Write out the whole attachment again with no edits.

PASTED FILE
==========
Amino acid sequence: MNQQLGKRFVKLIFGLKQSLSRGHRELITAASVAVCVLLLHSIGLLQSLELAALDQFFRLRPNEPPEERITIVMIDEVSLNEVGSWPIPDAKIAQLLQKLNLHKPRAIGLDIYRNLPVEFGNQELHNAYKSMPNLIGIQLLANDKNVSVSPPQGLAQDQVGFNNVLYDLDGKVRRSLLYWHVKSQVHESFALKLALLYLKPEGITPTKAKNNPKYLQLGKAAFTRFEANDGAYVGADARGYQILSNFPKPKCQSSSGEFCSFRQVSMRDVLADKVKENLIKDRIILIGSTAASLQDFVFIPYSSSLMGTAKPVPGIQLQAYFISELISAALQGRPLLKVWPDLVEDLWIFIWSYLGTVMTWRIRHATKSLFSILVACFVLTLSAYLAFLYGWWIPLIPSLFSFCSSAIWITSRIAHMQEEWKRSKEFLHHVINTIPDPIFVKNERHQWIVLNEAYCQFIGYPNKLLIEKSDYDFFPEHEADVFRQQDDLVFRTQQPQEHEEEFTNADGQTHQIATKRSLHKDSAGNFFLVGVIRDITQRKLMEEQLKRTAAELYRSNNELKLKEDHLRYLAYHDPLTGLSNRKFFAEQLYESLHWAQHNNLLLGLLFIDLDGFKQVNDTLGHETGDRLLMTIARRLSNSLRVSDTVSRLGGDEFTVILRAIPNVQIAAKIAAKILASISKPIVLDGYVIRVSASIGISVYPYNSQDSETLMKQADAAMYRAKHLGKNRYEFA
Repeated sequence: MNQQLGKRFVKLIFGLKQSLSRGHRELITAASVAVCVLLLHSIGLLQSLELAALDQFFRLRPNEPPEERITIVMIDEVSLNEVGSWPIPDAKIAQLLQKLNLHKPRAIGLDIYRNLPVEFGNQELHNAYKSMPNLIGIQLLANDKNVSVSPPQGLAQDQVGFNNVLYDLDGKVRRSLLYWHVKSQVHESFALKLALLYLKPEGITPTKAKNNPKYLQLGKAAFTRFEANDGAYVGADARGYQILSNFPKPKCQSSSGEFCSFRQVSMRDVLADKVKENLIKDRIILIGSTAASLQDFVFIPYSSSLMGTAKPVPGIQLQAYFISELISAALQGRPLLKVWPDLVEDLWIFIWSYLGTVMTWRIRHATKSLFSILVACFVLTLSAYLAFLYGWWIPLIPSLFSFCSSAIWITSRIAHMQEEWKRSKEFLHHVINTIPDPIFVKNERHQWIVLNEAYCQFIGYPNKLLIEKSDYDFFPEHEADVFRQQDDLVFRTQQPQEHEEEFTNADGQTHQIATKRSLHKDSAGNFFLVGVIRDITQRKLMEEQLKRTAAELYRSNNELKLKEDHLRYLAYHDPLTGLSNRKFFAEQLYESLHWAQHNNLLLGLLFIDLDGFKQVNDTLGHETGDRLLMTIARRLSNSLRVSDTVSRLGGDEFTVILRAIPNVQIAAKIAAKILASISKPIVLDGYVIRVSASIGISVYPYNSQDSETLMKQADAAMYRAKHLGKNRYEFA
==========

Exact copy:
Amino acid sequence: MNQQLGKRFVKLIFGLKQSLSRGHRELITAASVAVCVLLLHSIGLLQSLELAALDQFFRLRPNEPPEERITIVMIDEVSLNEVGSWPIPDAKIAQLLQKLNLHKPRAIGLDIYRNLPVEFGNQELHNAYKSMPNLIGIQLLANDKNVSVSPPQGLAQDQVGFNNVLYDLDGKVRRSLLYWHVKSQVHESFALKLALLYLKPEGITPTKAKNNPKYLQLGKAAFTRFEANDGAYVGADARGYQILSNFPKPKCQSSSGEFCSFRQVSMRDVLADKVKENLIKDRIILIGSTAASLQDFVFIPYSSSLMGTAKPVPGIQLQAYFISELISAALQGRPLLKVWPDLVEDLWIFIWSYLGTVMTWRIRHATKSLFSILVACFVLTLSAYLAFLYGWWIPLIPSLFSFCSSAIWITSRIAHMQEEWKRSKEFLHHVINTIPDPIFVKNERHQWIVLNEAYCQFIGYPNKLLIEKSDYDFFPEHEADVFRQQDDLVFRTQQPQEHEEEFTNADGQTHQIATKRSLHKDSAGNFFLVGVIRDITQRKLMEEQLKRTAAELYRSNNELKLKEDHLRYLAYHDPLTGLSNRKFFAEQLYESLHWAQHNNLLLGLLFIDLDGFKQVNDTLGHETGDRLLMTIARRLSNSLRVSDTVSRLGGDEFTVILRAIPNVQIAAKIAAKILASISKPIVLDGYVIRVSASIGISVYPYNSQDSETLMKQADAAMYRAKHLGKNRYEFA
Repeated sequence: MNQQLGKRFVKLIFGLKQSLSRGHRELITAASVAVCVLLLHSIGLLQSLELAALDQFFRLRPNEPPEERITIVMIDEVSLNEVGSWPIPDAKIAQLLQKLNLHKPRAIGLDIYRNLPVEFGNQELHNAYKSMPNLIGIQLLANDKNVSVSPPQGLAQDQVGFNNVLYDLDGKVRRSLLYWHVKSQVHESFALKLALLYLKPEGITPTKAKNNPKYLQLGKAAFTRFEANDGAYVGADARGYQILSNFPKPKCQSSSGEFCSFRQVSMRDVLADKVKENLIKDRIILIGSTAASLQDFVFIPYSSSLMGTAKPVPGIQLQAYFISELISAALQGRPLLKVWPDLVEDLWIFIWSYLGTVMTWRIRHATKSLFSILVACFVLTLSAYLAFLYGWWIPLIPSLFSFCSSAIWITSRIAHMQEEWKRSKEFLHHVINTIPDPIFVKNERHQWIVLNEAYCQFIGYPNKLLIEKSDYDFFPEHEADVFRQQDDLVFRTQQPQEHEEEFTNADGQTHQIATKRSLHKDSAGNFFLVGVIRDITQRKLMEEQLKRTAAELYRSNNELKLKEDHLRYLAYHDPLTGLSNRKFFAEQLYESLHWAQHNNLLLGLLFIDLDGFKQVNDTLGHETGDRLLMTIARRLSNSLRVSDTVSRLGGDEFTVILRAIPNVQIAAKIAAKILASISKPIVLDGYVIRVSASIGISVYPYNSQDSETLMKQADAAMYRAKHLGKNRYEFA